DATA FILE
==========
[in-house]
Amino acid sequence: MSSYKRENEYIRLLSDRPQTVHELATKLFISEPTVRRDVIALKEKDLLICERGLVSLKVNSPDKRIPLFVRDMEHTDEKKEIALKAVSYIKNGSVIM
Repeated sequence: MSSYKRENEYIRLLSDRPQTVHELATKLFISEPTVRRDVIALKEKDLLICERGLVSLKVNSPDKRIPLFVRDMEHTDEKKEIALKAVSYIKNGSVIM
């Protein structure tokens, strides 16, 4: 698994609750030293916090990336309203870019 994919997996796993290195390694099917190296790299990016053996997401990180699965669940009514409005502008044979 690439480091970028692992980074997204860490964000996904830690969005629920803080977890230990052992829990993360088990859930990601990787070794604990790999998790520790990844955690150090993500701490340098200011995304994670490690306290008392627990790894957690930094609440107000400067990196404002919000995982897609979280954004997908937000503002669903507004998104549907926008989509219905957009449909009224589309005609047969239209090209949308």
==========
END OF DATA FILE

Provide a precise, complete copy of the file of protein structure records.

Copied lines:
[in-house]
Amino acid sequence: MSSYKRENEYIRLLSDRPQTVHELATKLFISEPTVRRDVIALKEKDLLICERGLVSLKVNSPDKRIPLFVRDMEHTDEKKEIALKAVSYIKNGSVIM
Repeated sequence: MSSYKRENEYIRLLSDRPQTVHELATKLFISEPTVRRDVIALKEKDLLICERGLVSLKVNSPDKRIPLFVRDMEHTDEKKEIALKAVSYIKNGSVIM
């Protein structure tokens, strides 16, 4: 698994609750030293916090990336309203870019 994919997996796993290195390694099917190296790299990016053996997401990180699965669940009514409005502008044979 690439480091970028692992980074997204860490964000996904830690969005629920803080977890230990052992829990993360088990859930990601990787070794604990790999998790520790990844955690150090993500701490340098200011995304994670490690306290008392627990790894957690930094609440107000400067990196404002919000995982897609979280954004997908937000503002669903507004998104549907926008989509219905957009449909009224589309005609047969239209090209949308």